He was Bob, Bob McNamara, taut, controlled, driving — climbing mountains, harnessing generals — the hair slicked down in a way that made him look like a Grant Wood subject. The look was part of the drive: a fat McNamara was as hard to imagine as an uncertain one. The glasses straight and rimless, imposing; you looked at the glasses and kept your distance. He was a man of force, moving, pushing, getting things done, Bob got things done, the can-do man in the can-do society, in the can-do era. No one would ever mistake Bob McNamara for a European; he was American through and through, with the American drive, the American certitude and conviction. He pushed everyone, particularly himself, to new limits, long hours, working breakfasts, early bedtimes, moderate drinking, no cocktail parties. (p. 215 of the softcover "20th Anniversary Edition" published by Ballentine Books in 1993)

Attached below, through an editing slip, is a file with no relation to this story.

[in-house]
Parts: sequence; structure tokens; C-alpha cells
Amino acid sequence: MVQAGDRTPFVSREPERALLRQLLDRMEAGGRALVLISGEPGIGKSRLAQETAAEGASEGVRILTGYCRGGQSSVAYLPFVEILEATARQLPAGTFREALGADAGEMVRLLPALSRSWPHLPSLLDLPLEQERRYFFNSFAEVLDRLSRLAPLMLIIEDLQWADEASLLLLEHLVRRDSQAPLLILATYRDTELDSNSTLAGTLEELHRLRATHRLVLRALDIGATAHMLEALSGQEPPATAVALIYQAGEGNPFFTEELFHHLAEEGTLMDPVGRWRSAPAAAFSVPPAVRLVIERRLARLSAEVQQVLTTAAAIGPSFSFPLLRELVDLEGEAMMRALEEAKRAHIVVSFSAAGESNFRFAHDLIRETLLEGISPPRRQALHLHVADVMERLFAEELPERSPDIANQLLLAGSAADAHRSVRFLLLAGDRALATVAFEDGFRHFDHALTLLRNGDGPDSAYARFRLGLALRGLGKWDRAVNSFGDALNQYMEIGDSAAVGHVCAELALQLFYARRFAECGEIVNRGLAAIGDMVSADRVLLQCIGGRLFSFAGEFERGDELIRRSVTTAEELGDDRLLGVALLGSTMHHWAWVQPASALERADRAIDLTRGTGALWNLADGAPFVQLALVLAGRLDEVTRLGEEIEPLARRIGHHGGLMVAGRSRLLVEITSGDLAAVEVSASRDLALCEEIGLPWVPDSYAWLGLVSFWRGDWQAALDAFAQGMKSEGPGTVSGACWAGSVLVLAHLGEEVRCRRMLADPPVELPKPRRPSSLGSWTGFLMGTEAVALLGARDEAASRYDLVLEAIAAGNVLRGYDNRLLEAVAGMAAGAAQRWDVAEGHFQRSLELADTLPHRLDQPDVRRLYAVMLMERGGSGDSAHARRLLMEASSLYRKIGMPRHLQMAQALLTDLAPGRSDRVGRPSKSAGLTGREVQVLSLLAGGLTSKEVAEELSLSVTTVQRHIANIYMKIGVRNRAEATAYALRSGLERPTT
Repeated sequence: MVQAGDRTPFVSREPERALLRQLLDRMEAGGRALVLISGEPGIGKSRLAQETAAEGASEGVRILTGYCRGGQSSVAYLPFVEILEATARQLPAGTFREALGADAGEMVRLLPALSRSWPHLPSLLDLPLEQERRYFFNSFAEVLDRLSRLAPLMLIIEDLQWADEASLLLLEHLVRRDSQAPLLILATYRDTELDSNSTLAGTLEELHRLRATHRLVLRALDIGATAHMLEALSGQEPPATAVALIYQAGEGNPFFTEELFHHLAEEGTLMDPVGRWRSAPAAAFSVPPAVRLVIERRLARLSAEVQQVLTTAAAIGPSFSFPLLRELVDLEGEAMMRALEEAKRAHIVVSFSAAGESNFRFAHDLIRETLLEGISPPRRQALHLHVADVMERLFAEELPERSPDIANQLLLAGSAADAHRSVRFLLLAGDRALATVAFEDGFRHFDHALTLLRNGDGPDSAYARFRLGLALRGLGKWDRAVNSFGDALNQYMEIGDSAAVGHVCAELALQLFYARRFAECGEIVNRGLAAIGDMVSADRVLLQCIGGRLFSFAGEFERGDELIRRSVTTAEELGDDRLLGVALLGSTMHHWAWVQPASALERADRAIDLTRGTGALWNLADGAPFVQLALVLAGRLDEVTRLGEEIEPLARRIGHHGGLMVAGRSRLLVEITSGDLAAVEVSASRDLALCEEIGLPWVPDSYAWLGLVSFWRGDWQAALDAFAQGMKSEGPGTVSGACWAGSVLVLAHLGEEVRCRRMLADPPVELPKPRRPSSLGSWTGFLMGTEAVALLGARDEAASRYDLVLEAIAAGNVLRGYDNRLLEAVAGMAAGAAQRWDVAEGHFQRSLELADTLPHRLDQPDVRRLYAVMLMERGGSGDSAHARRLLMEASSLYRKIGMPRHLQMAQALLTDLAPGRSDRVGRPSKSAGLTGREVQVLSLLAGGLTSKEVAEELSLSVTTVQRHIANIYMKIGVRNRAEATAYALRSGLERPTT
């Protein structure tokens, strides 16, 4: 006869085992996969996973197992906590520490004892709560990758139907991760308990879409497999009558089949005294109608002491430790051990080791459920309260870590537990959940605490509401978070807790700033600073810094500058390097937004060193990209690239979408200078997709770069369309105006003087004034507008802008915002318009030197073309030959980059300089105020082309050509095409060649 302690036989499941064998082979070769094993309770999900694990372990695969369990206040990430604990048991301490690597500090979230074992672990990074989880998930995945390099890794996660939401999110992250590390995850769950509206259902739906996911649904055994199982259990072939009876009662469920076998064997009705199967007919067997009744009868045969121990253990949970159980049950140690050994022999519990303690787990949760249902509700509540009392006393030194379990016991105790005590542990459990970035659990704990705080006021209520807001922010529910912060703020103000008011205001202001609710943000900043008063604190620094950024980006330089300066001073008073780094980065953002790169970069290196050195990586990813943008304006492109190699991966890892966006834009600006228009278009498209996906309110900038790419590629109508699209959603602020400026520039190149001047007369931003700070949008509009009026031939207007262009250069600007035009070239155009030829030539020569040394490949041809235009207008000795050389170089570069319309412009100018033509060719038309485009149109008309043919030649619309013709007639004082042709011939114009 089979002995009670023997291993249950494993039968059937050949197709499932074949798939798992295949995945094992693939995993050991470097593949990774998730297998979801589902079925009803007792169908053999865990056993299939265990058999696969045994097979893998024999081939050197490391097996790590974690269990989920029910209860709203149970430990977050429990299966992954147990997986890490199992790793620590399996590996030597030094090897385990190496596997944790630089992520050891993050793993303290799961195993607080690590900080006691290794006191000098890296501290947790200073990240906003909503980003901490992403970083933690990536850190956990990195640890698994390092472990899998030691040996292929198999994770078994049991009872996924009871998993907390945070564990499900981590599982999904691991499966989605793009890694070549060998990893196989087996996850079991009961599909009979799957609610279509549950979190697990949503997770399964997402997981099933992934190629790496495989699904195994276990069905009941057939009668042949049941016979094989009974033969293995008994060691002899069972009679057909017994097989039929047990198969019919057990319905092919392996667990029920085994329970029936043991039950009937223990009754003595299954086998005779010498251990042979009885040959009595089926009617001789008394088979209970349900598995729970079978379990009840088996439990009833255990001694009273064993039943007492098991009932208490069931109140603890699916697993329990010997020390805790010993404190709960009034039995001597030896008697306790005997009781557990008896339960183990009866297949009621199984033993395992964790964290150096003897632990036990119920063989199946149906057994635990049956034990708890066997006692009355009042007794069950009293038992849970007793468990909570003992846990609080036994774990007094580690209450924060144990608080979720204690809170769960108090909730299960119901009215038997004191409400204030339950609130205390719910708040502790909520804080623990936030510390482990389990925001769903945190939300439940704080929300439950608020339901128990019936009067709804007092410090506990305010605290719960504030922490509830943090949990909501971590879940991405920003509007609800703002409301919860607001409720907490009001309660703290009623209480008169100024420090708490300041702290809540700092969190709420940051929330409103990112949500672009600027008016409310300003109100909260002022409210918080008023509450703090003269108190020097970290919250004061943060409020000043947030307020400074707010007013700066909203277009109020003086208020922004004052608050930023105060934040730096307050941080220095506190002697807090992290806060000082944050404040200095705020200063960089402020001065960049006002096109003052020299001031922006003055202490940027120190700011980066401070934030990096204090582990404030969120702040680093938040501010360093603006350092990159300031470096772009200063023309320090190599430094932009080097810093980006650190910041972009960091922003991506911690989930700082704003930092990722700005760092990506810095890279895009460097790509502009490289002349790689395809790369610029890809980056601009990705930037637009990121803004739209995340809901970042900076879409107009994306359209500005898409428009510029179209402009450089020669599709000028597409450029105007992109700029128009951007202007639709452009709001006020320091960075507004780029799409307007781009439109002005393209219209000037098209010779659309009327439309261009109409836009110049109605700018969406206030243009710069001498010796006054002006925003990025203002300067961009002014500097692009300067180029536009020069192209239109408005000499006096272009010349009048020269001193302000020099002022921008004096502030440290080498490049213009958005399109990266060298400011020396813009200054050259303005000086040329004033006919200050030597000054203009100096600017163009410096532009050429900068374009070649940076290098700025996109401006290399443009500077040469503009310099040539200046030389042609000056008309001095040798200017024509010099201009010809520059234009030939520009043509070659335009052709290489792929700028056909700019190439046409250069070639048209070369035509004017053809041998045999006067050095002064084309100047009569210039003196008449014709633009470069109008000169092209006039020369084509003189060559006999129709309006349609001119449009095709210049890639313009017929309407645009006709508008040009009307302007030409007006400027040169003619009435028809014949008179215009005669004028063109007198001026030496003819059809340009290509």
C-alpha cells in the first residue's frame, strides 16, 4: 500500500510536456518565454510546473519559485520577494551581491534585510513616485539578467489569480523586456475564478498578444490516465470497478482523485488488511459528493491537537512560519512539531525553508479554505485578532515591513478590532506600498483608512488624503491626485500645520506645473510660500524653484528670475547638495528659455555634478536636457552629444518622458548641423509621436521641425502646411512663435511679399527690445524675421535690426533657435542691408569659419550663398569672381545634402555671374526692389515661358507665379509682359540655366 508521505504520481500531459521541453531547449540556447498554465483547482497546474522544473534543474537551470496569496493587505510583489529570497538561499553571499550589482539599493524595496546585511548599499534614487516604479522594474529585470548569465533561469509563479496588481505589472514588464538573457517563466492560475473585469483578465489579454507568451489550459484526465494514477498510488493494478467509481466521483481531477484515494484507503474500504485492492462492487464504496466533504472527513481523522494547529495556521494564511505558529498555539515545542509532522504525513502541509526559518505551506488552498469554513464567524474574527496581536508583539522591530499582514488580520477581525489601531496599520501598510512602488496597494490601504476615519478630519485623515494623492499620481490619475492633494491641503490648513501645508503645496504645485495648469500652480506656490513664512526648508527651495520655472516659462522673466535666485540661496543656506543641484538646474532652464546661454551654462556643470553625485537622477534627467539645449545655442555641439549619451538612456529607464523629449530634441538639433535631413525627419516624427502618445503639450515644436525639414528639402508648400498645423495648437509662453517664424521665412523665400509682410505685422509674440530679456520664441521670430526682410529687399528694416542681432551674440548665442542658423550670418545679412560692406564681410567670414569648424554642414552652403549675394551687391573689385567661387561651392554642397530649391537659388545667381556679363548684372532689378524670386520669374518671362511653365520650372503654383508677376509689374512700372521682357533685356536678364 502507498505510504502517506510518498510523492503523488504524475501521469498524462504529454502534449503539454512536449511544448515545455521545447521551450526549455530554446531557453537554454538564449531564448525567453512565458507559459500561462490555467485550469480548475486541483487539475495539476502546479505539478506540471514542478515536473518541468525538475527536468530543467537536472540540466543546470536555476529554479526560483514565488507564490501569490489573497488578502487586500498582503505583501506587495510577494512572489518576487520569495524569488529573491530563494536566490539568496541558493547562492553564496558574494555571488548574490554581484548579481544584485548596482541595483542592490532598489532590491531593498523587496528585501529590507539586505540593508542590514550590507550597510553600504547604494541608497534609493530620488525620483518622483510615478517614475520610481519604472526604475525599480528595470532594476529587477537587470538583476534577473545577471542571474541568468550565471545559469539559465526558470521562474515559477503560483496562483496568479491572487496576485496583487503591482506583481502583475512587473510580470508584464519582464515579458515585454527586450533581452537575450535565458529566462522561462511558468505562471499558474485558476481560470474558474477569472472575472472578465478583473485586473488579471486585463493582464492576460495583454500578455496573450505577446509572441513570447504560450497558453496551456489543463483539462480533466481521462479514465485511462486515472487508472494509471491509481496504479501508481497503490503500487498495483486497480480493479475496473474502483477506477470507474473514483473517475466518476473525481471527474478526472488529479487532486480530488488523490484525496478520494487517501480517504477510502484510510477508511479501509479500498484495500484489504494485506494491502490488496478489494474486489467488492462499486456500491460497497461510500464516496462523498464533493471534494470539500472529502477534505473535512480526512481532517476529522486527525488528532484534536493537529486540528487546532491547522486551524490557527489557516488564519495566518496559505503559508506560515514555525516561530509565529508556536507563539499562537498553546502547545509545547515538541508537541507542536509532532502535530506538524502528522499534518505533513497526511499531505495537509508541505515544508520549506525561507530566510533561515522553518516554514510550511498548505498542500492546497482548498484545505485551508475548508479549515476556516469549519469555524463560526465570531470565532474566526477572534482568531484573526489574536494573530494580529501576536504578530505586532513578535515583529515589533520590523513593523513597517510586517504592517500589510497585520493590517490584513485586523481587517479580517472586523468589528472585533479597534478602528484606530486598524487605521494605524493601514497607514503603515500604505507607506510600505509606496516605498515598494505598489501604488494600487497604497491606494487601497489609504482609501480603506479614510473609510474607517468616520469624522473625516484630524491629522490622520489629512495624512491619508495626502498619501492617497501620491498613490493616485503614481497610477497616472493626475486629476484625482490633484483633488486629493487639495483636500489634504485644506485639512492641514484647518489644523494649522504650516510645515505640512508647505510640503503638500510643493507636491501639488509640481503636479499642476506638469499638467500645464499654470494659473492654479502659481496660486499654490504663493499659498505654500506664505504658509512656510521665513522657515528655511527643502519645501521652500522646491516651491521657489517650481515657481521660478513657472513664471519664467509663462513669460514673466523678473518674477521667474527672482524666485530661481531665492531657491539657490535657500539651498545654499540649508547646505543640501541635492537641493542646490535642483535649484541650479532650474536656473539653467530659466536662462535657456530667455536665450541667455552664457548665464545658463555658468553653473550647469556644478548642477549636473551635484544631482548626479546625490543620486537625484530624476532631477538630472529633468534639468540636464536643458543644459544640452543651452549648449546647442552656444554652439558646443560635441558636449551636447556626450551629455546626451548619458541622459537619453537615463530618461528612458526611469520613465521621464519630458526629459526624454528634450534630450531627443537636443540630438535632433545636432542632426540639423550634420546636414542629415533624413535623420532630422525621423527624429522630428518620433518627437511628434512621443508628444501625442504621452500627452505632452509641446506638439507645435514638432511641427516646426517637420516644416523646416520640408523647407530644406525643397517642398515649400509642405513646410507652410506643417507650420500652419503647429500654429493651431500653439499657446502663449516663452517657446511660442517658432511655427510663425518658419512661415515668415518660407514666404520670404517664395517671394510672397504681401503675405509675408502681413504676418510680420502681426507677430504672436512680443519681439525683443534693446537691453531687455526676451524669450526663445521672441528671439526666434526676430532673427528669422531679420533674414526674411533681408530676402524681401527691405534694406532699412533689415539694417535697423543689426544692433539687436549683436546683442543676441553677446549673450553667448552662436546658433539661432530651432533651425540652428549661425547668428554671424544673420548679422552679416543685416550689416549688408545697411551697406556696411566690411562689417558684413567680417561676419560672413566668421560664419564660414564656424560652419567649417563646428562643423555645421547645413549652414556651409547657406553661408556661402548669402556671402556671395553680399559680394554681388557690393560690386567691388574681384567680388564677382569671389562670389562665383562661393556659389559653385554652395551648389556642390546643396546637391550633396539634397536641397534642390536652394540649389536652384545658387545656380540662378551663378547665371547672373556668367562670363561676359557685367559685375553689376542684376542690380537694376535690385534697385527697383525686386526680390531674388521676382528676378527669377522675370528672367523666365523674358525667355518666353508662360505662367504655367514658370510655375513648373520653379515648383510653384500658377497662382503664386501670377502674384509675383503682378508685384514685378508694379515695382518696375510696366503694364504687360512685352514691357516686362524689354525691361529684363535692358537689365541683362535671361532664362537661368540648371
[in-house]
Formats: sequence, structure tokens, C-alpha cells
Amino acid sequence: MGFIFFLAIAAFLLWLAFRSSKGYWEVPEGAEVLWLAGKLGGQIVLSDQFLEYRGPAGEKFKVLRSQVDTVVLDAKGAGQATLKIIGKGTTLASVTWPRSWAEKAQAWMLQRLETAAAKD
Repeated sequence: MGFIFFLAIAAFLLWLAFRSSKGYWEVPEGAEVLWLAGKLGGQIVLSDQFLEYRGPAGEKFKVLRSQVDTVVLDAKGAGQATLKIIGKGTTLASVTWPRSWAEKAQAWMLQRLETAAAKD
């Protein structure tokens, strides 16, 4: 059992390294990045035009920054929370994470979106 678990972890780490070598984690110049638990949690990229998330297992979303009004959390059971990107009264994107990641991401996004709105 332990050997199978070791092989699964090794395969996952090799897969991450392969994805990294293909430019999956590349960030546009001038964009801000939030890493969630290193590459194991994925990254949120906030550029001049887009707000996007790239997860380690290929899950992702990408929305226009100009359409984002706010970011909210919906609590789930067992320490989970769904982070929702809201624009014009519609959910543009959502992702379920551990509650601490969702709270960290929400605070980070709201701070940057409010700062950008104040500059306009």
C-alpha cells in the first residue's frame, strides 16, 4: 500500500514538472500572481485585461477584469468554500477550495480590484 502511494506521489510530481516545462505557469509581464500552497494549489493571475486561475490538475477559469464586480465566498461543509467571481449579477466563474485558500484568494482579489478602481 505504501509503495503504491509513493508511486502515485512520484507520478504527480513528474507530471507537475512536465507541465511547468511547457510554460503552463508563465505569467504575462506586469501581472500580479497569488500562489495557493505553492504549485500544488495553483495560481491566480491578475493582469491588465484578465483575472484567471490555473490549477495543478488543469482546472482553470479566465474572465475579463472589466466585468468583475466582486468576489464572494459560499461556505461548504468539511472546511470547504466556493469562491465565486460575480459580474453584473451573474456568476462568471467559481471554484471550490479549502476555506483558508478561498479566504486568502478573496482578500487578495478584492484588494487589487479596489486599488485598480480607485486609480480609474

Vietnam had been a colony of France since the nineteenth century, and Halberstam traces the history of the region from the end of World War II. France needed to reassert its authority in the world with help from the United States and Great Britain. This meant retaking control of its Indochinese colonies. In Vietnam, however, they were faced with a battle against a new nationalist and Communist revolution led by Ho Chi Minh. France was defeated in this war in 1954, and Vietnam was partitioned into North (under Ho Chi Minh) and South (under French loyalists) with elections scheduled for 1956. These elections were never held. Instead, the U.S. took over France's war.